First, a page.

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“Land, Growth, and Justice: The Removal of the Cherokees” (Chapter 6) in William Bruce Wheeler and Susan Becker, Discovering the American Past: A Look at the Evidence. (Essay Sample)

BEFORE YOU START ON THIS PAPER, I WANT TO TELL YOU THAT THE ONLY SOURCE YOU CAN USE IS FROM THIS BOOK: Wheeler and Becker, eds., Discovering the American Past, (Cengage Learning, 2007), 75. Ch. 6 “THIS IS THE ONLY SOURCE YOU CAN USE!!! PERIOD!!! Prompt: The forced Cherokee Indian Removal brought to an end a long debate within the United States. “As white populations mushroomed and settlements moved ever westward, the question of how to deal with Native Americans came up again and again, especially when Native American peoples refused to sell or give their lands to whites by treaty.” By 1828, three key events brought significant challenges to the Cherokee ability to remain on their homeland. First, the discovery of gold brought a flood of white settlers onto Cherokee lands. Second, Andrew Jackson's position on Indian removal was well known and his presidential victory meant new pressure on Indians to remove. Third, Georgia passed new legislation that extended its jurisdiction over all Cherokee territory within Georgia's borders. As removal pressure on Indians mounted, both whites and natives divided on the best solution to the problem. Some whites supported removal, while others opposed it. At the same time, natives could not agree on a united response to the increased white pressure. After reading all of the evidence, write a 4-6 page paper that argues whether or not the Cherokee should have been removed. (In other words, do you think the Cherokee should have been removed or should they have been permitted to remain on their land? Explain why. You will not be thought of as a “bad” person if you think the Cherokee should have been removed- just back it up with the evidence.) In addition, explain why the Cherokee were not united in their position. Your paper must have an argument that clearly explains your position. You must also underline that argument. If you cannot clearly explain your position, and underline that argument. Your paper will be penalized if you do not underline your argument. Your paper must cite at least four pieces of evidence. You must use a mix of White sources and Cherokee sources. You may use information from the “Background” section of the chapter, but your evidence must come from the “Evidence” section of the chapter. Use of ANY OUTSIDE SOURCES (NOT in DTAP chapter 6 sources) WILL RESULT IN AN F. Citations must be in the form of a footnote/endnote (as included in paragraph one, above)- parenthetical reference citations will be penalized. (Your citation should include the name of your source and if they are a white or Cherokee source: “Excerpt from President Andrew Jackson's First Annual Message to Congress, December 8, 1829” white source, for example) Your paper must be 12 pt font, Times New Roman, and double-spaced. source..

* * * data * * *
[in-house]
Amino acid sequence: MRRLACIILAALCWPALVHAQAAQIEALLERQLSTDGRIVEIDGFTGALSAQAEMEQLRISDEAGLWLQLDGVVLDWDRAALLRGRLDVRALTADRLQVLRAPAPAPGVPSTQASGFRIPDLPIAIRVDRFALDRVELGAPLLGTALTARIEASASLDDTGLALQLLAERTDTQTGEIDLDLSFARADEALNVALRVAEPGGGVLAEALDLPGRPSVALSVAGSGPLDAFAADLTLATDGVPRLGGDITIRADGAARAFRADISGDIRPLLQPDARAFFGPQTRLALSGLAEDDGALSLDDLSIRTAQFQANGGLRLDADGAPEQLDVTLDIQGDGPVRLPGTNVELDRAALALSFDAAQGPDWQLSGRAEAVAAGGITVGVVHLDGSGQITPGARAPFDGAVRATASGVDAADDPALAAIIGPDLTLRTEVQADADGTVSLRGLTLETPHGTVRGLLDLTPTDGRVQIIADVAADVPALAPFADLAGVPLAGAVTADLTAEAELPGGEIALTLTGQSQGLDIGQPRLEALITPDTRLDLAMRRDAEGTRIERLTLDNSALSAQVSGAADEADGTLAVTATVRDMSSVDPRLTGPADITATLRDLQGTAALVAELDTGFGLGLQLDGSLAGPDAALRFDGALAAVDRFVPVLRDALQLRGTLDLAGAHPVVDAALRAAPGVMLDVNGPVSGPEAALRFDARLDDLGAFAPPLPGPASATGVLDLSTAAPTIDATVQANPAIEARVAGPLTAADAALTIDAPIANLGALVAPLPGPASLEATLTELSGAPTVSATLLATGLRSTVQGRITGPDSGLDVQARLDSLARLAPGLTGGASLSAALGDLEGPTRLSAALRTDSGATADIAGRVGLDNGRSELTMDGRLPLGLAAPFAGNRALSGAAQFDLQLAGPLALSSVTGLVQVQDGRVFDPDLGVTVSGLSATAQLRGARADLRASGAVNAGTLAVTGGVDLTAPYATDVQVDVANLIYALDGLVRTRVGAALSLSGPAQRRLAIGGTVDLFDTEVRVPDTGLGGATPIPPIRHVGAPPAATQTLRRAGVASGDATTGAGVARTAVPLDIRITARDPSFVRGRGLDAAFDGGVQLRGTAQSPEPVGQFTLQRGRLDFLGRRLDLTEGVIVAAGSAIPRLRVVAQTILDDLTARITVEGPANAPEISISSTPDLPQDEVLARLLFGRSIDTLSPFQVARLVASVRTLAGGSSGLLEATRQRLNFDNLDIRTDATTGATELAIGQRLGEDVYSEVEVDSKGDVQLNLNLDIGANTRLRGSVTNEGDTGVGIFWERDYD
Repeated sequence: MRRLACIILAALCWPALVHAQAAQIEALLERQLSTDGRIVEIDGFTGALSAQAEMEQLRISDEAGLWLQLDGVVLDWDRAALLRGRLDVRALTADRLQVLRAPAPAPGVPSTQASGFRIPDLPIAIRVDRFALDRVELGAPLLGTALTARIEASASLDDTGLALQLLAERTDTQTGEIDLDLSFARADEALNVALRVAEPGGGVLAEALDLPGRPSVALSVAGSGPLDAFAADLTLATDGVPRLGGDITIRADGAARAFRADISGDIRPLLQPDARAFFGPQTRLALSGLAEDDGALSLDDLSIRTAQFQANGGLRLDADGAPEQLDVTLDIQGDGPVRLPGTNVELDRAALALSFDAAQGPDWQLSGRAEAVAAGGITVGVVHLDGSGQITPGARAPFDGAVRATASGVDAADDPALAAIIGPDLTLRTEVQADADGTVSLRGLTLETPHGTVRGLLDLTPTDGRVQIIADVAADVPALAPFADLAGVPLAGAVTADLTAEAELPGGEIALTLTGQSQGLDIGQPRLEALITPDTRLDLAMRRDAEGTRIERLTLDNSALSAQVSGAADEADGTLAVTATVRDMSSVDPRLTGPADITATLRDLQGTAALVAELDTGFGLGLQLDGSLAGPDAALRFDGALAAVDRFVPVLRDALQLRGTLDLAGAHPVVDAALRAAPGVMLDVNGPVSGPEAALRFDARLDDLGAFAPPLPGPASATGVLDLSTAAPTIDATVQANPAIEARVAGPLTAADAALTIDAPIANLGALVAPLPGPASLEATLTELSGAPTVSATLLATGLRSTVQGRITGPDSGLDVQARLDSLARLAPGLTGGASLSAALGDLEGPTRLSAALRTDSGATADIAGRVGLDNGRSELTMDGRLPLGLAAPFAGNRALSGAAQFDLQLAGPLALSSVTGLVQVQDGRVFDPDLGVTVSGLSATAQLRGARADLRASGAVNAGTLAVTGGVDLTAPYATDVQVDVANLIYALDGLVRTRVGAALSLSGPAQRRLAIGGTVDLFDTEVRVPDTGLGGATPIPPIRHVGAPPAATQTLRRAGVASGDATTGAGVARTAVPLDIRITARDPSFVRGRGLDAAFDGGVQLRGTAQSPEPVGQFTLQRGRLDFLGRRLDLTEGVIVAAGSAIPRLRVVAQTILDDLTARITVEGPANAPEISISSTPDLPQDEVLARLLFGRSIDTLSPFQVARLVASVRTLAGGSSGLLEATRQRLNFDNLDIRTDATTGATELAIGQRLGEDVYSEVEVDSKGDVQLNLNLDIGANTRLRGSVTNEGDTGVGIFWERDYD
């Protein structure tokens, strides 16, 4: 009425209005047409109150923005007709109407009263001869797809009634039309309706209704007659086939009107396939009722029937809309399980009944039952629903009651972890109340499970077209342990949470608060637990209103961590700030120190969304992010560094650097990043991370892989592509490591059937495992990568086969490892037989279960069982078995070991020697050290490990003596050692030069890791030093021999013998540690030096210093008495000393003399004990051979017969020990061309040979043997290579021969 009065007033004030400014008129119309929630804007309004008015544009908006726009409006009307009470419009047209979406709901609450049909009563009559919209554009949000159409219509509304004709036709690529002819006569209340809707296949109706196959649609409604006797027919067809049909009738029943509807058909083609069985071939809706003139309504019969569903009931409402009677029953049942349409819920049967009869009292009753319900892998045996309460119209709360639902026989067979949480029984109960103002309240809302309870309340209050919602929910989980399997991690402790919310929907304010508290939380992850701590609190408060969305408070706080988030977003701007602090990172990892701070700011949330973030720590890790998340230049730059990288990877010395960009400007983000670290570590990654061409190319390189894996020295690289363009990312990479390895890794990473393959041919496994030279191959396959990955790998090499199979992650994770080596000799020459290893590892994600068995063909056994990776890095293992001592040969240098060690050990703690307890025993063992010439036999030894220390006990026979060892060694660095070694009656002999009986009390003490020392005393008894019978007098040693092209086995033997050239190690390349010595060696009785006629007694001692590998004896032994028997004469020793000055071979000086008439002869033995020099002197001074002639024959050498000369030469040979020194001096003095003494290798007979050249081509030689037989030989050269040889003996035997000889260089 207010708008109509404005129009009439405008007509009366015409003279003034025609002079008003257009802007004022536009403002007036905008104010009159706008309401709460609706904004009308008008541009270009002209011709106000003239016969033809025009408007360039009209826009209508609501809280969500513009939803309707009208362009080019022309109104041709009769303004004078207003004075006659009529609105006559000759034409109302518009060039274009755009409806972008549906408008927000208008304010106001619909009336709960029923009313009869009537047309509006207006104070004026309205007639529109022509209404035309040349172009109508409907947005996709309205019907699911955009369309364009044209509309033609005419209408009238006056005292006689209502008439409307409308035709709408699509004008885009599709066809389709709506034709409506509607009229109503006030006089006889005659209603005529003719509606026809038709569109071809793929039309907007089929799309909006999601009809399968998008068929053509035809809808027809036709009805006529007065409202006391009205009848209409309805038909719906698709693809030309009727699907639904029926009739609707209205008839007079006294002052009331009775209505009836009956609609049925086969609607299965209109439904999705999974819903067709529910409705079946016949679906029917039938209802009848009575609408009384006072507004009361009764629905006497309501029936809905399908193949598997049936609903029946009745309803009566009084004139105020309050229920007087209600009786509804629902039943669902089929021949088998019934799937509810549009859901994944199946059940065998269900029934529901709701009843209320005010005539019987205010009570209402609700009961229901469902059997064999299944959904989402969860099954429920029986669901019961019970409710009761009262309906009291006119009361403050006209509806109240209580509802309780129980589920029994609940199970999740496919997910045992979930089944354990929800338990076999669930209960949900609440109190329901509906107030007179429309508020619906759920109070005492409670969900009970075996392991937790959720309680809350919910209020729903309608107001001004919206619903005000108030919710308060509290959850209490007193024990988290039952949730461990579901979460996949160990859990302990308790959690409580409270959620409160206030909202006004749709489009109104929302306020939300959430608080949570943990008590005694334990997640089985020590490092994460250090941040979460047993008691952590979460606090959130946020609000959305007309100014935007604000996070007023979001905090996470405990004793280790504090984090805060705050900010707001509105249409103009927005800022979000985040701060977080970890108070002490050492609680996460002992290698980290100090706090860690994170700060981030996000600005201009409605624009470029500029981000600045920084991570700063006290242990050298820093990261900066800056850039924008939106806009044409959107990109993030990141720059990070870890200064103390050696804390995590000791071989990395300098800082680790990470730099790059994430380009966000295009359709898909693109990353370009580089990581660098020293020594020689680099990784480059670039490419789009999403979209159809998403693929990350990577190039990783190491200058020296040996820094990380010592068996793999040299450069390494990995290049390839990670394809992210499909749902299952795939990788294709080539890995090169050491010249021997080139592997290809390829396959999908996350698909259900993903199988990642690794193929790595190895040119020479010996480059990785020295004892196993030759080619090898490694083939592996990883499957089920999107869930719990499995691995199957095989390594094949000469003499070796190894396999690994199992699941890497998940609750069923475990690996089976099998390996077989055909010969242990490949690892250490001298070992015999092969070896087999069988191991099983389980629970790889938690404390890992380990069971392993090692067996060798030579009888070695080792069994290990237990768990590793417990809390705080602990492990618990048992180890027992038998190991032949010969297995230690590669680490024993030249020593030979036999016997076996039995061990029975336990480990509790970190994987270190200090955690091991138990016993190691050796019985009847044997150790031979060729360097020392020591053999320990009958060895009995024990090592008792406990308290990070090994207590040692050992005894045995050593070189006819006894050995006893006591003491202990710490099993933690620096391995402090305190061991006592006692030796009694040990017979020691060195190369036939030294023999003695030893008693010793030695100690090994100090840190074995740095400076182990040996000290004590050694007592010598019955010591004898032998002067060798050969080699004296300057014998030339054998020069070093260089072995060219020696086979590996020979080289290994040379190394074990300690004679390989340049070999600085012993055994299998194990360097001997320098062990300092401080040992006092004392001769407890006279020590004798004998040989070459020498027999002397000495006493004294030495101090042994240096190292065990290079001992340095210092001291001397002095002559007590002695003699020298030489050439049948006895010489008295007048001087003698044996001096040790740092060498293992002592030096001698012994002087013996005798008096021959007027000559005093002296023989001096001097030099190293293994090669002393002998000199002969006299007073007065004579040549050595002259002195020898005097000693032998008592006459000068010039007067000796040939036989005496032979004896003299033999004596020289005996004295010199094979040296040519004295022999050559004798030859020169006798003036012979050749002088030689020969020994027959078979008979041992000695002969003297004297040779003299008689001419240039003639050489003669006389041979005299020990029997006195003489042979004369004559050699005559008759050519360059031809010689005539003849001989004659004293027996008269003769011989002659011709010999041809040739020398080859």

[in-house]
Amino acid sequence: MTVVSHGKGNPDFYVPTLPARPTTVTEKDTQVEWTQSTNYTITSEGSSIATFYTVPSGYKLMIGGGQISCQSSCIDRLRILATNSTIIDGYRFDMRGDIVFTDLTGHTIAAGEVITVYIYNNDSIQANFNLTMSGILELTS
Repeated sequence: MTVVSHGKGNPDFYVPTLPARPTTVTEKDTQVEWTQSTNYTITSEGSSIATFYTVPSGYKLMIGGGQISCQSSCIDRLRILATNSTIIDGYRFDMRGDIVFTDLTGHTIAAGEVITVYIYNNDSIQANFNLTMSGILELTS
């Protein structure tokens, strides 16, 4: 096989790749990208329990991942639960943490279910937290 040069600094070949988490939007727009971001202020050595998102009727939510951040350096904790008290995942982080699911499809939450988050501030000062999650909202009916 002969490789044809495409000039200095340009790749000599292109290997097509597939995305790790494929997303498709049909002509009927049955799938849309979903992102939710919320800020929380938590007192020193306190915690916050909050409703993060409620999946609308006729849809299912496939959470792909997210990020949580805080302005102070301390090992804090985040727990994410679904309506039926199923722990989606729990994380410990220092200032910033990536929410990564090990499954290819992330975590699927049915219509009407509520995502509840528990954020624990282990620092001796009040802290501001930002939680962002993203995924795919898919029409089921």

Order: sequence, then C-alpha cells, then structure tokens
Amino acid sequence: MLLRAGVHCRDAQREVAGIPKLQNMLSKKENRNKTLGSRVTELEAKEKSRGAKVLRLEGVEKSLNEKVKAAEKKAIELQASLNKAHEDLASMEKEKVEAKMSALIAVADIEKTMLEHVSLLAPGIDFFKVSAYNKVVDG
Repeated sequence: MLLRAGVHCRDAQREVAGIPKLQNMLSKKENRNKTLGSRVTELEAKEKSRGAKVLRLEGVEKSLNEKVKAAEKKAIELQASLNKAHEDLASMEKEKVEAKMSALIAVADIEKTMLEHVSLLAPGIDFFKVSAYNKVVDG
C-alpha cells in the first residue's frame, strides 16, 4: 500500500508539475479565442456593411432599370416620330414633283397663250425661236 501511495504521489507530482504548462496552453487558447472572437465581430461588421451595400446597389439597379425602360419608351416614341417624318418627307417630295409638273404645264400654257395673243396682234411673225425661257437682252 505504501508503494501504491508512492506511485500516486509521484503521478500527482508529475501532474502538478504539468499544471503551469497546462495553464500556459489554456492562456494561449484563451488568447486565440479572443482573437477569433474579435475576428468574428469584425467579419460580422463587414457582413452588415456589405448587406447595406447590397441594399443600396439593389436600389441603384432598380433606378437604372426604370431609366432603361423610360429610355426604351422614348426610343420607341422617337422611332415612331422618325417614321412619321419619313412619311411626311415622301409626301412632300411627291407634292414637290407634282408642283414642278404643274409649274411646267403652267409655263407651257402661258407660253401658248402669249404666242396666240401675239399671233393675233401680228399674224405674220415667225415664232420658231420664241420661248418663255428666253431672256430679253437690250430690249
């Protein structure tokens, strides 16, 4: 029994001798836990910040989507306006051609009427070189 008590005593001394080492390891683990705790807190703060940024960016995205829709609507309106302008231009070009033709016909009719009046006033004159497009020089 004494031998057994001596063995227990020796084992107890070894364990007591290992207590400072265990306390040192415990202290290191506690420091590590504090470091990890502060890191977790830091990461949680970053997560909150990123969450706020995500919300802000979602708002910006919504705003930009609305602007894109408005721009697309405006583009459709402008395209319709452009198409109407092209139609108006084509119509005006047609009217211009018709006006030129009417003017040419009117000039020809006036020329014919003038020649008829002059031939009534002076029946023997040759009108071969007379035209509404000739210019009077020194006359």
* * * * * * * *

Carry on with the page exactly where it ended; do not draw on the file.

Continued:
[Author’s name] [Professor’s name] [Institution’s name] [Date] Land, Growth, and Justice: The Removal of the Cherokees In 1838-39 U.S. troops, ordered by the state of Georgia, expelled the Cherokees from their hereditary motherland in the Southeast and removed them to the Indian Territory in what is now Oklahoma. The demand for arable land during the rapid growth in the southeast led to the removal of the Cherokees along with the discovery of gold on Cherokee land. Of course, the racial prejudice that many white southerners harboured toward American Indians was as always. Andrew Jackson was the seventh President of the United States (1829–1837). Perhaps the most controversial element of Jackson's presidency was his strategy regarding Cherokees, which involved the ethnic cleansing of several Indian tribes. Jackson was a great supporter of a policy known as Indian removal. Removal of Cherokees was also known as the ‘trail of tears’ was one of the saddest events in the history of United States, whereby thousands of Cherokees were legally evicted from Georgia and were forced to march across the nation in search of a new home. Many tribes and portions of tribes had been removed to Arkansas Territory and further west of the Mississippi River and they suffered great losses and it was a major tragedy. So I believe that they should not have been expelled and the following argument approves it. (Wheeler & Becker. Pp. 55-68). The Cherokee government had maintained that they were a separate nation and not under the control of American government. Strong evidence is provided by the Treaty of Hopewell (1785), which established legitimate borders between the United States and the Cherokee Nation, offered the Cherokees the right to send a "deputy" to Congress, and made white settlers in Cherokee territory subject to Cherokee law. They were not really as barbaric and savage as they were usually portrayed by the general American population, in fact they had adopted very European ideology, traditions and customs. However, discovery of gold near Dahlonega, Georgia; which had caused a major frenzy throughout the nation and many people started to trespass into Cherokee territory. This was the first ‘Gold rush’ in U.S history and had put significant amount of pressure on authorities to drive the Cherokee out. Jackson had a very controversial role by advocating Indian removal from the region and negotiating eviction treaties. He used the various disputes over land and other regions in order to coerce the Cherokees to move down to the w...
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